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It Happened at Church Camp

You’ve been there.  You’ve done a spectacular job.  But nobody noticed.

And you’ve been here, too.  You’ve simply fulfilled your responsibilities.  To the best of your abilities.  But again, nobody noticed.

Or…maybe somebody did.

For example, Melissa Etheridge noticed this: “I started playing 12-string (guitar) when I was 14,” she says,because someone “at church camp had one at just sounded so beautiful.”

Imagine that.  It happened “at church camp.”

You’ve been there.  Maybe it was called Vacation Bible School.  Or a nursing home.  Or a place the rest of us wouldn’t ever think of.

But you’ve been there.

You’ve made a difference.

Someone noticed.

And That’s from A Money Guy

The current issue of Barron’s, “The Dow Jones Business and Financial Weekly,” highlights their annual list of Top 100 Financial Advisors.

Ron Carson is one of the best of the best.  He and his team manage $4.3 billion…with a “b.”

“True wealth is all you have that money can’t buy,” says Carson, “and that death can’t take away.”

And that’s from a money guy.

Let’s Go, part 3

 When they said,

“Let’s go to the house of God,

    my heart leaped for joy.

— Psalm 122

Who was it who first said to you something along the lines of “Let’s go to the house of God?”

The Rest

We give hearty thanks for the rest of the past night

and for the gift of a new day,

with its opportunities of pleasing you.

Grant that we may so pass its hours

in the perfect freedom of your service,

that at eventide we may again

give thanks to you.  Amen.

 —from the Eastern Orthodox tradition,

#676 in our current United Methodist Hymnal

You and I get excited over lotsa stuff.

We could easily name several examples…and there are probably a few best keep private at the moment.

Maybe we haven’t taken time to intentionally give hearty thanks for the rest of this past night.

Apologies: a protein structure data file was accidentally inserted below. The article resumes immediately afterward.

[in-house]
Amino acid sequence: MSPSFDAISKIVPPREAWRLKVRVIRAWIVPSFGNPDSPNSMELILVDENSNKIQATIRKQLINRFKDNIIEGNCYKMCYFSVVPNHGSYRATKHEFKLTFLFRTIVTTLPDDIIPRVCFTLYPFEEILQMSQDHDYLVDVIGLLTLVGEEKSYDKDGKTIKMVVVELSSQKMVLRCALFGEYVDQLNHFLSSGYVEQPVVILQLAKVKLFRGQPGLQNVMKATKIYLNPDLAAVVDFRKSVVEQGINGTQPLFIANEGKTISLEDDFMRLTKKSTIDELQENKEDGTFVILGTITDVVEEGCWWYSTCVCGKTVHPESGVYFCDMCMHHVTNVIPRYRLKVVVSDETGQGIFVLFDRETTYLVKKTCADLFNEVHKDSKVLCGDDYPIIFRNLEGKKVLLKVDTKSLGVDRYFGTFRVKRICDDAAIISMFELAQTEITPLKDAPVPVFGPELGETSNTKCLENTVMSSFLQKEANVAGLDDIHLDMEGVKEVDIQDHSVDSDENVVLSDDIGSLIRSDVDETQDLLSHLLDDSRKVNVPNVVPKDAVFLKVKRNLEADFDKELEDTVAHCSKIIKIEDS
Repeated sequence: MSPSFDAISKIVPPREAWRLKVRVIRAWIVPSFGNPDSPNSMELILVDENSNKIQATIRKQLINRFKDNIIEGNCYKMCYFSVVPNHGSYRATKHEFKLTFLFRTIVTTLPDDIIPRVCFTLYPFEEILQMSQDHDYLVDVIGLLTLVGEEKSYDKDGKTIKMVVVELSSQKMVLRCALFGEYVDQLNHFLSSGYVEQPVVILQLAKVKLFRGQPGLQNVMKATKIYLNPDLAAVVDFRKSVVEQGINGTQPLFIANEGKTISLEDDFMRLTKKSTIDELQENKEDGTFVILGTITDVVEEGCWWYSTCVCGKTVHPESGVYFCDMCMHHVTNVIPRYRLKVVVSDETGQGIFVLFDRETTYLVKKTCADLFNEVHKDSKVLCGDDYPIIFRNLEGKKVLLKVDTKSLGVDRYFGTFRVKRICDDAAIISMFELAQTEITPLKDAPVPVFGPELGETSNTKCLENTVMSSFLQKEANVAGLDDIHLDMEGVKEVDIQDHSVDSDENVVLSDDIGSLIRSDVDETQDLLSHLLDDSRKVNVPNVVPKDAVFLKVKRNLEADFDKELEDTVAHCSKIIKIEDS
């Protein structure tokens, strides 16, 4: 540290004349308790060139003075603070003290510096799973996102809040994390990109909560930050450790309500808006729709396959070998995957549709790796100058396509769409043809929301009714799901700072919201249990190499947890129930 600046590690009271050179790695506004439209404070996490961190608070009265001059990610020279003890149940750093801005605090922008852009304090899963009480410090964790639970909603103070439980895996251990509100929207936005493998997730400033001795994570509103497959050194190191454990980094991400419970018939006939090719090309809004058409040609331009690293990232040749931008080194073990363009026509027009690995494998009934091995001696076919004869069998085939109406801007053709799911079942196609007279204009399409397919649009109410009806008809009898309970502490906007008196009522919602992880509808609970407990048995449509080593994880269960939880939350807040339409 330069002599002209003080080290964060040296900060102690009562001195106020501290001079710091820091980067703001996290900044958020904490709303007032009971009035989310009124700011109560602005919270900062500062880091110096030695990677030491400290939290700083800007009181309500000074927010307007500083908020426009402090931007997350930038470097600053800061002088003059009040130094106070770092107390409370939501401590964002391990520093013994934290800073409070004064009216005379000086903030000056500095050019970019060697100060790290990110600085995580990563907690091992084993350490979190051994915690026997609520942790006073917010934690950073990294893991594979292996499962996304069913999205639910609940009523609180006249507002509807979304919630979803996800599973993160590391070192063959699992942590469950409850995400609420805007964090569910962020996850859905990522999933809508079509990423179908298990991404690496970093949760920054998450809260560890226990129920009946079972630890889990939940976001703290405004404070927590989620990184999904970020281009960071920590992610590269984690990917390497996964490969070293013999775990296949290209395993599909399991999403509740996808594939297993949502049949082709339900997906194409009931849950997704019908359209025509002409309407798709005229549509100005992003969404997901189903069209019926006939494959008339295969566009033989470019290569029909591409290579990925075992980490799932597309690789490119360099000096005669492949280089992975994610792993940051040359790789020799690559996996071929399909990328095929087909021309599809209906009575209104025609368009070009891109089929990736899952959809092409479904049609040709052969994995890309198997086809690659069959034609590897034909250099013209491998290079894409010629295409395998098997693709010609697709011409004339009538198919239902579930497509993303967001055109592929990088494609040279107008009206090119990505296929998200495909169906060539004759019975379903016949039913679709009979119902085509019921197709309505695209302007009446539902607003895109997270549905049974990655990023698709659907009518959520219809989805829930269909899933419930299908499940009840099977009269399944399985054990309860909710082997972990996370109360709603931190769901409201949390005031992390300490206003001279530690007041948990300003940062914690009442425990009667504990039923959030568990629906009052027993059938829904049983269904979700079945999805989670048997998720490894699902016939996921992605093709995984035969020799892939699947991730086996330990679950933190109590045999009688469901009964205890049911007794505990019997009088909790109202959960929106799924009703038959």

If the rest of this past night has ever been elusive, that line takes on special significance.

Here’s some ancient context for us: “In vain you rise early and stay up late, toiling for food to eat– for God grants sleep to those God loves.”  — Psalm 127:2

Focus right now on the “God grants sleep” part with me, and let’s be thankful.

In fact, let’s give hearty thanks for the rest of this past night.

Hearty

We give hearty thanks for the rest of the past night

and for the gift of a new day,

with its opportunities of pleasing you.

Grant that we may so pass its hours

in the perfect freedom of your service,

that at eventide we may again

give thanks to you.  Amen.

 —from the Eastern Orthodox tradition,

#676 in our current United Methodist Hymnal

There’s a big holiday on the horizon.

Its name is one thing and its focus is often another.

Thanksgiving in our culture has become about travel, food, family and football.

Thanksgiving Services often include something along the lines of “It’s not about thanks-GIVING, it’s about thanks-LIVING.”  It’s true.

A great way to rehearse that is with this prayer’s opening phrase: We give hearty thanks.

Let’s you and me give hearty thanks today.

As my congregations must get tired of hearing me say, There is so much to celebrate.

But there really is.

That’s why We give hearty thanks.

Prayer for a New Day

Join the rest of us in this prayer today:

We give hearty thanks for the rest of the past night

and for the gift of a new day,

with its opportunities of pleasing you.

Grant that we may so pass its hours

in the perfect freedom of your service,

that at eventide we may again

give thanks to you.  Amen.

 —from the Eastern Orthodox tradition,

#676 in our current United Methodist Hymnal

See you back here tomorrow and let’s think together about this prayer.

For right now, join the rest of us in simply praying it.

What’s That Gonna Cost Me?

“Compassion that is redemptive will cost us something.”

That’s a line from last evening’s lesson in our official United Methodist Bible Study, DISCIPLE 2.  This week’s lesson was on Compassion.

The recurring theme was how God’s compassion towards ancient Israel shaped the nation’s relationship with each other and with neighbors.

And if the Church is the New Israel…well then…“Compassion that is redemptive will cost us something.”

If our comfortable compassion doesn’t cost us something, it’s not redemptive.

Christ’s redemptive compassion cost him His life.

What does ours cost us?

“Compassion that is redemptive will cost us something.”

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